By the end of September, the weather was already starting to change, with hurricane force lows passing through the North Pacific and we decided it would be best to delay the voyage until next spring, unless an exceptional weather window opened up. On October 1st I flew back to Washington, convinced that the trip would be put off until next spring. We had grown so tired of life at the marina that Linda and I promised each other we would never return as long as we lived.

Two days later I got a call from Brian telling me to come back to Hawaii right away. A prefect weather window had opened up and they were ready to go, and so I immediately booked a flight back to Hawaii. So much for never coming back!

Soon after leaving we hit our first of the bumpy weather. It wasn't really bad, just rough enough to make it uncomfortable and for a good amount of water to come over the deck. This quickly exposed one of the most annoying problems on the voyage---the leaks.

Almost all boats leak to some extent when at sea, just some more so than others. This boat wasn't too bad except that the leaks were located in some of the worst possible locations. The worst one on the boat was naturally located above my bunk and so for a large percentage of the passage I had a wet and soggy bunk. One of the few things you can usually look forward to after a long cold night watch is a warm, dry bunk, but it wasn't to be...

For the first week we made good progress in the right direction. Typically, when sailing from Hawaii to the mainland, you head due north for the first week or so to get up above 40 degrees north for favorable winds to take you east. This late in the season, however, we knew we would have to stay far to the south to avoid the hurricane force storms that were happily plowing their way across the North Pacific. The risk we were taking by sailing south was that we would encounter easterly headwinds that would be impossible to make progress against on this boat.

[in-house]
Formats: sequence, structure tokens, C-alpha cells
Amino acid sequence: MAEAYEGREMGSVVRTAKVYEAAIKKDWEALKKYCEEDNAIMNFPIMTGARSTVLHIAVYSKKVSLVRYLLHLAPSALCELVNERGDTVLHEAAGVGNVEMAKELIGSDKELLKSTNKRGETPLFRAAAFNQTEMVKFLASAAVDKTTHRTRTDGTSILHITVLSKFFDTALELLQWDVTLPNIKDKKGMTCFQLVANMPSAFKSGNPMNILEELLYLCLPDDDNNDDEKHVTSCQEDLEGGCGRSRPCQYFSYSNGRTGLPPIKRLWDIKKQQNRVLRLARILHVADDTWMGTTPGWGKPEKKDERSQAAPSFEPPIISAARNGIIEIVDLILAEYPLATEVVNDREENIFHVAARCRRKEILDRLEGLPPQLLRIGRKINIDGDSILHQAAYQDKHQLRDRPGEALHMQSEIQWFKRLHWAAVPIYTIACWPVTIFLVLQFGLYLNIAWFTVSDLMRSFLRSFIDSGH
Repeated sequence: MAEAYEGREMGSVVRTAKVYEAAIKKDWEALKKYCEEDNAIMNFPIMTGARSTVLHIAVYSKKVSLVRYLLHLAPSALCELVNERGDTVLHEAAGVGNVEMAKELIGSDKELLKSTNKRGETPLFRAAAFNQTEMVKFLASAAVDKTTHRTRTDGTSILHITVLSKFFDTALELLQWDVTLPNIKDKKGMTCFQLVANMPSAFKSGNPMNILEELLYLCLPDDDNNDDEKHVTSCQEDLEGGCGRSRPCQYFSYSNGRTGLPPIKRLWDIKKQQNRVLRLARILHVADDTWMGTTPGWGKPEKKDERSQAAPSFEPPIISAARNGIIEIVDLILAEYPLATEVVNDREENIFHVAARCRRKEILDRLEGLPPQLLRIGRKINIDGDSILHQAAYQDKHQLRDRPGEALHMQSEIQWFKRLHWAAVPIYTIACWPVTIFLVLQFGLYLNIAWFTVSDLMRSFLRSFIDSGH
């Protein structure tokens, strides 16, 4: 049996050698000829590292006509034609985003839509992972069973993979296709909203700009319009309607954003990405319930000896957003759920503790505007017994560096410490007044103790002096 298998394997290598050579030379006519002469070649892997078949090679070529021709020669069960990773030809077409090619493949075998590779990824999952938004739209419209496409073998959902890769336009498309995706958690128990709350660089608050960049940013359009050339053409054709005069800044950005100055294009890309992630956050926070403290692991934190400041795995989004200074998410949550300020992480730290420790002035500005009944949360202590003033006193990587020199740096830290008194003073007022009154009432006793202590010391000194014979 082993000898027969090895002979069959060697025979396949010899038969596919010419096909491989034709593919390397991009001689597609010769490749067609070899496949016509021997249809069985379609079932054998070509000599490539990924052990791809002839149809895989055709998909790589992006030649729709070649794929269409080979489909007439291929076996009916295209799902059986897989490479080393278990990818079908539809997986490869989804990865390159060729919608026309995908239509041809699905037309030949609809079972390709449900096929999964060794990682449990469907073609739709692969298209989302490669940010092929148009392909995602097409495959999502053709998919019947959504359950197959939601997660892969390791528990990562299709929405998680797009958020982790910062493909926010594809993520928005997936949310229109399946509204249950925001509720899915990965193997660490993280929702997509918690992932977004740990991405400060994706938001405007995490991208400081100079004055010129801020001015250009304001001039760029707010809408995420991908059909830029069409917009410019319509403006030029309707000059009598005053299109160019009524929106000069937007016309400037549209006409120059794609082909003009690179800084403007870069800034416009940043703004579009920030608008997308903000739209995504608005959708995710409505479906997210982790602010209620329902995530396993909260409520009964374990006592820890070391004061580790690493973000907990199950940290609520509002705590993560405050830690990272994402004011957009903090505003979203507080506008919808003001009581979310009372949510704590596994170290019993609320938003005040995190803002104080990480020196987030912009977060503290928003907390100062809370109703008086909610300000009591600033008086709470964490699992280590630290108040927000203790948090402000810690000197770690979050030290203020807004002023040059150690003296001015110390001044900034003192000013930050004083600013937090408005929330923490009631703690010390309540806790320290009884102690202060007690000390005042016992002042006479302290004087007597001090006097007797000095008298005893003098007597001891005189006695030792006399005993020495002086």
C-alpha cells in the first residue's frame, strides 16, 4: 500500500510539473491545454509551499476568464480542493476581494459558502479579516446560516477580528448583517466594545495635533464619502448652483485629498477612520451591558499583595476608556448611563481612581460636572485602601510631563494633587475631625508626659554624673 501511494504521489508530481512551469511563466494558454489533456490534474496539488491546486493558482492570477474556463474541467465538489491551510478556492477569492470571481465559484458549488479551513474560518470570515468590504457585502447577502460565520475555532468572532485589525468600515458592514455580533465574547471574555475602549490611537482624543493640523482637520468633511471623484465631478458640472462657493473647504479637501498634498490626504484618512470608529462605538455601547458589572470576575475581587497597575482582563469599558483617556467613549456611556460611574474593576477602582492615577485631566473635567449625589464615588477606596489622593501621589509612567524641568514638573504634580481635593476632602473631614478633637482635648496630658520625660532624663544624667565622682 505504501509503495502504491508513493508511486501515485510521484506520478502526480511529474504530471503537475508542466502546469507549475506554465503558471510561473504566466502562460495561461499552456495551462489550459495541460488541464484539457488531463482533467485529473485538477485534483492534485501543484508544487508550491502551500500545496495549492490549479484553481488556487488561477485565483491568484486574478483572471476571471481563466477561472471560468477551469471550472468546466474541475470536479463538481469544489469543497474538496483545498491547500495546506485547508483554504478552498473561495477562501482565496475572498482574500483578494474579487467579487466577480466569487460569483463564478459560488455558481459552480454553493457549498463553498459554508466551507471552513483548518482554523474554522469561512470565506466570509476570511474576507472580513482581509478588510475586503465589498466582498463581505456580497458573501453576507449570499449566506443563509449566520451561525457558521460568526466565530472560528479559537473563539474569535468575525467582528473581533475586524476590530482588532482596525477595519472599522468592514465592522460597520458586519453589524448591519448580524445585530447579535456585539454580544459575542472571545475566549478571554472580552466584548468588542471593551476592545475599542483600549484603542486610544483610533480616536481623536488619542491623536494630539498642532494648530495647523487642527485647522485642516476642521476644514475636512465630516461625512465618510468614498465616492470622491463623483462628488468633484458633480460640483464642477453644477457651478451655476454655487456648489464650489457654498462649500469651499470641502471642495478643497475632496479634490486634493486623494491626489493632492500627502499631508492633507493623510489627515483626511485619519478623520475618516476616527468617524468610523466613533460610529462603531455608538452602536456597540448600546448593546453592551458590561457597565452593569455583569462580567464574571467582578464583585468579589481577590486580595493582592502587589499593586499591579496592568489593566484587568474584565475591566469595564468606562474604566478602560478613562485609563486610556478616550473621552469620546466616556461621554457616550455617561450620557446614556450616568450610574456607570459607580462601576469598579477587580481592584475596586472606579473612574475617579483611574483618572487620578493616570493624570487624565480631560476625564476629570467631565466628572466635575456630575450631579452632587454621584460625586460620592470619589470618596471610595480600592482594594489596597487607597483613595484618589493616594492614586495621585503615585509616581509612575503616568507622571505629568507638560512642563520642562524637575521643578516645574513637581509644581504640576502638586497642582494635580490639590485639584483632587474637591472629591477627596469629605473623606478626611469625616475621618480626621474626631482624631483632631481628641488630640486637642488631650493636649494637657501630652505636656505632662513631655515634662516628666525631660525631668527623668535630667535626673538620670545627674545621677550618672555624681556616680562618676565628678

A week into the crossing, just that happened. For the next six days we either had winds coming from exactly the wrong direction or no wind at all. As you can imagine, we made little progress in the east and ended up using the motor a fair bit. We had loads of fuel aboard so this was no problem.

The amount of floating garbage in the area was truly depressing. On my two previous crossings on this route, I hadn't encountered much garbage so we had thought the reports of floating islands of the stuff towering into the sky mid pacific to be a little bit exaggerated. What we saw wasn't islands of it, but it was still far, far too much to be out there in our once pristine oceans. You would pass a garbage bag and then a floating bucket and then a bottle...on and on. We sailed through a sea of garbage for over a week.

Over the course of three days we had six fishing nets wrap themselves around the propeller, which of course we had to cut free. One of them was so huge that it took half a day to free. Brian dove under the boat and cut it holding his breath, nothing less than a heroic effort in the cold water.

Two hundred miles from the coast, I popped my head out the hatch to look for ships when an owl looked right back at me! It certainly wasn't what I expected to see this far offshore. Land birds often get blown out to sea, but I had never seen anything like an owl out here before. He spent the day resting on the deck and then flew off when it got dark.

After 26 days we made it to LA where we went straight to grabbing some hot, cooked food. We hadn't had anything warm or cooked for 13 days because the propane system decided to call it quits. All in all, it was quite nice to get in and enjoy the comforts of shore.

Now I'm working out the details for a trip from Florida to Panama and on through the canal.